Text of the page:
In New Zealand, when there’s sunny weather, regardless of season, people go to the beach.
In Norway, there aren’t too many beaches, on account of the majority of the coastline rising near vertically 1000m out of the North Sea. That and it’s freezing.
But, there are lakes.
Lots and lots of lakes.
And when the sun’s out and Norwegians aren’t skiing, or climbing mountains, they go to the lakes.
There’s a good one not far from our new house.
Greeted by a beautifully clear winter day, we decided to check it out.
At this point, it’s worth mentioning that any lake this time of year, will likely be a frozen white plain.
So, we set off for our first ice lake traverse, and soon found we were not alone.
People were out and about barbecuing ice skating, walking their dogs (or more like the dogs walking their people, excitedly pulling them along), sledding, and generally just enjoying the sunshine.
The lake had been given the official clearance by the Bergen kommune, meaning it had reached an average required thickness of 15cm, the official guidelines for all foot traffic.
Any unsafe areas by inlets were marked with branches.
We spotted the key drilling points where they had checked for thickness.
This intrigued us.
As far as we could tell, ice safety was verified by sending someone out to strategic points and manually drilling to measure thickness. In times where it’s possible to get a 3d ultrasound of a 7cm fetus with enough resolution to determine the size and content of his stomach, and which parent’s facial features he has, ice analysis technology appears to have some catching up to do.
We had warm weather forecast for the next few weeks, and we pondered whether there was an intern being sent out to walk across the lake every day, checking thickness, until a) they fell in, or b) thickness dropped below 15cm. Or did they rely on temperatures models, and a basic knowledge of lake depth to evaluate general safeness before sending someone out?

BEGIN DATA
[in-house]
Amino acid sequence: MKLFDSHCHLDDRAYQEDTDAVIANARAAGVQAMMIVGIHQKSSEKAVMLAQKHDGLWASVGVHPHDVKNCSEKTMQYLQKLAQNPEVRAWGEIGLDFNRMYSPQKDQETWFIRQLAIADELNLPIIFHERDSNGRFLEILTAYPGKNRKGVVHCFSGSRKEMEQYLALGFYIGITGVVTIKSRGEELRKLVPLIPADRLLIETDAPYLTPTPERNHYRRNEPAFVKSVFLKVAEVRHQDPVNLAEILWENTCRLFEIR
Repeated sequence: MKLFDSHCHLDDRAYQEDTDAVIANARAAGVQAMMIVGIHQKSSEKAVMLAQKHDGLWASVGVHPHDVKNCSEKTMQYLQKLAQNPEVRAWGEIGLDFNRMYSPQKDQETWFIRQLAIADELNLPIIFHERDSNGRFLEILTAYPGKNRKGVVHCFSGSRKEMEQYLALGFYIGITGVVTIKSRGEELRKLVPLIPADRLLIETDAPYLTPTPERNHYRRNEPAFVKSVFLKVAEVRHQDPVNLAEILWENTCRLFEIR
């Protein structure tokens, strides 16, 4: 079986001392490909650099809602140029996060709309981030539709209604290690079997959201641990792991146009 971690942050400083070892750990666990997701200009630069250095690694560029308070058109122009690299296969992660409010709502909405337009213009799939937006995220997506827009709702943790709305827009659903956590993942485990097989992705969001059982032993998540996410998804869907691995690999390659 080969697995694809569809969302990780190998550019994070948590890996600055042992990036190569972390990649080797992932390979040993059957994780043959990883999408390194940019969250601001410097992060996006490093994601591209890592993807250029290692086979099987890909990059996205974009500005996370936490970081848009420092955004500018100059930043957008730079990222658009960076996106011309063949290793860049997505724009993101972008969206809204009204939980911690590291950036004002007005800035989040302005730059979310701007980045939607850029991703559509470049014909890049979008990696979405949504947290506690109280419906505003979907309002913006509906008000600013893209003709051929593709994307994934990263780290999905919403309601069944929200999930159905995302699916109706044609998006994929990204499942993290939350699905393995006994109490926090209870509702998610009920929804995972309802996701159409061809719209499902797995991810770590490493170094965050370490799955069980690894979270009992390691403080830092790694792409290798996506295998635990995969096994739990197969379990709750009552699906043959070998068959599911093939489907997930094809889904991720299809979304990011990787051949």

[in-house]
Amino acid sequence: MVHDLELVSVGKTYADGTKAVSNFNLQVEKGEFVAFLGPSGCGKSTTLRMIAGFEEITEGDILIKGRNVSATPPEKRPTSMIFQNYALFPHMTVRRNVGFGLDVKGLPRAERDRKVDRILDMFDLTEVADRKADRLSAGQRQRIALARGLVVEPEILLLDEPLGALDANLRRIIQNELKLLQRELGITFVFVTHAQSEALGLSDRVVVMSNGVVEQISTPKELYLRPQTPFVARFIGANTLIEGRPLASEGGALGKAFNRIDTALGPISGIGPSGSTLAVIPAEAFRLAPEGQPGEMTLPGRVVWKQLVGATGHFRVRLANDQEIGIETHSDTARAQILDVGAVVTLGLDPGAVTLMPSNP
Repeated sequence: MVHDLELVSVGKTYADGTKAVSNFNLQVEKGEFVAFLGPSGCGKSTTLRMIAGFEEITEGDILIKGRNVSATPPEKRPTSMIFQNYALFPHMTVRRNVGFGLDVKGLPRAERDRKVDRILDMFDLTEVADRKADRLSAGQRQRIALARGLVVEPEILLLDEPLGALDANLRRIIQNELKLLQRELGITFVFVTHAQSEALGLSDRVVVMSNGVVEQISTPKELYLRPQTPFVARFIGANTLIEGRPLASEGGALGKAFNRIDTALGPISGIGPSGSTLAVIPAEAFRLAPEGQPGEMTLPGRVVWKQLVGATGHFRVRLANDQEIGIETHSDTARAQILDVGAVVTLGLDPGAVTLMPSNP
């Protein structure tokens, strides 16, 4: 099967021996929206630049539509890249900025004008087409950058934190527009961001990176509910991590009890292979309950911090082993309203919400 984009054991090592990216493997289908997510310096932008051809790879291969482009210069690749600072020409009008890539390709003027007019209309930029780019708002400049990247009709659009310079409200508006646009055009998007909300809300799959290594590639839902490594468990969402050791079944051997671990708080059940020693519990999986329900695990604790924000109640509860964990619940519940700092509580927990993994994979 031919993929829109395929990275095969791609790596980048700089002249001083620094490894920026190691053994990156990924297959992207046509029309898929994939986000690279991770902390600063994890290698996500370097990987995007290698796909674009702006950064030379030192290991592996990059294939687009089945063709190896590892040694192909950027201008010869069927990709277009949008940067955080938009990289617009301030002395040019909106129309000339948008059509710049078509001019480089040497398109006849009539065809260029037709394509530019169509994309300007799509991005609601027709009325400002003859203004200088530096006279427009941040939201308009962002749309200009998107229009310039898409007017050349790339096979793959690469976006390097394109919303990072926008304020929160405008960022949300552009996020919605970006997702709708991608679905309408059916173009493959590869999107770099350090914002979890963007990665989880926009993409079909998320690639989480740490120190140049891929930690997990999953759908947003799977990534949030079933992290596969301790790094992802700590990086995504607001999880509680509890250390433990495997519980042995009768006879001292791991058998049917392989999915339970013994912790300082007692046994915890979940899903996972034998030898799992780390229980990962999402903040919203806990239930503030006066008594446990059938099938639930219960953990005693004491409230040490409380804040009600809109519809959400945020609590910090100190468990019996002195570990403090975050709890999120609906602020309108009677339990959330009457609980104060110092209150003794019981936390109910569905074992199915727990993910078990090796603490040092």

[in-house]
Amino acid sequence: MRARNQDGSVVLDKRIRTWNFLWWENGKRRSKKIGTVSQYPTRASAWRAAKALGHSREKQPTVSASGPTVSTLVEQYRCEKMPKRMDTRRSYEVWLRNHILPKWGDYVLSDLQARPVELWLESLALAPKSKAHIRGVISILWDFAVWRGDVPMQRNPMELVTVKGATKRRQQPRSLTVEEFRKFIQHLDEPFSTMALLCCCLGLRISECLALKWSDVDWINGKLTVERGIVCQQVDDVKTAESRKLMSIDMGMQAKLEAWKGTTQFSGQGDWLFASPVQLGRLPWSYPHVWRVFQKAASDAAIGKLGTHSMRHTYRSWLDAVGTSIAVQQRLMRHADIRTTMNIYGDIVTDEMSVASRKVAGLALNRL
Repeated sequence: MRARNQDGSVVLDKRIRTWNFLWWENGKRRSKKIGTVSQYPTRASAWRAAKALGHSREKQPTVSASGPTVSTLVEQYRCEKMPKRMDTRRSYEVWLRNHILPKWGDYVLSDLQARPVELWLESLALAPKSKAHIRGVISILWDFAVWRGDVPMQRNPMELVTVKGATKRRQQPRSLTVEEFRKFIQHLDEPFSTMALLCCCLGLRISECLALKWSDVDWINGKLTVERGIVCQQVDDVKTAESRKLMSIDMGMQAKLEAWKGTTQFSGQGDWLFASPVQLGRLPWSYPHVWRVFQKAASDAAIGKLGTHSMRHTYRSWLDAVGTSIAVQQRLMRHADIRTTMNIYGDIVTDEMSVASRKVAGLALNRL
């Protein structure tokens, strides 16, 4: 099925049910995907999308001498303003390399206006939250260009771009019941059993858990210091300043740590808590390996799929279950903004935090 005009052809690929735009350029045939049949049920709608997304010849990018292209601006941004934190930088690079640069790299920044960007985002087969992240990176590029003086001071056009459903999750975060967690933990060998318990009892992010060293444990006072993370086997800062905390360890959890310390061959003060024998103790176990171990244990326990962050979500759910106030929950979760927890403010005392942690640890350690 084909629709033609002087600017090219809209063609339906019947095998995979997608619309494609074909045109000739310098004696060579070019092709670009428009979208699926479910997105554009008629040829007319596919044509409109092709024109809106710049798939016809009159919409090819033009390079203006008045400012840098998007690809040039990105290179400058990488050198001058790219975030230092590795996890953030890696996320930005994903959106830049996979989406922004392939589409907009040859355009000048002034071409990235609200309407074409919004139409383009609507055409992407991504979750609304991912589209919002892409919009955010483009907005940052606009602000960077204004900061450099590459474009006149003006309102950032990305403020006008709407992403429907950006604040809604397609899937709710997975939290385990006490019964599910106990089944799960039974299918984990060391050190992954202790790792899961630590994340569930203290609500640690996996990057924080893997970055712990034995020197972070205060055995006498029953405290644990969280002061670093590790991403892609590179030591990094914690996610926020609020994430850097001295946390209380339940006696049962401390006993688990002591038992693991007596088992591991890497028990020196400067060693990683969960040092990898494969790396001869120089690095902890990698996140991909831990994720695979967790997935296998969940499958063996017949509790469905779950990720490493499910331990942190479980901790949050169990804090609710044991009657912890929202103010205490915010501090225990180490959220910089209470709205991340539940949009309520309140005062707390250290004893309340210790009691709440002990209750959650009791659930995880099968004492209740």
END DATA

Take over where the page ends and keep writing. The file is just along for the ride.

We had to go back for another visit, once we’d moved house.
Two weeks later after consistent temperatures above 0, it was time to go back.
To our surprise the lake was still frozen and seemed ok to walk on, but was now marked by Bergen Kommune as ikke trygg (unsafe). (How did they know?) And, much like last time, there were plenty of people about enjoying the sunny lakeside, but now, instead of traversing the lake, they were dutifully adhering to the signage and rambling around it instead, or setting up beach chairs at the lake ice front rather than in the middle.
With the sun beating down, people sunbathing and playing beach badminton, you could be mistaken for thinking you were lying on a white sandy NZ beach. I almost felt a little bit like being back home, but at the same time also so Norwegian.
Ice safety aside, going to the lake is a great way to spend a sunny Sunday Norsk afternoon.
Full album below.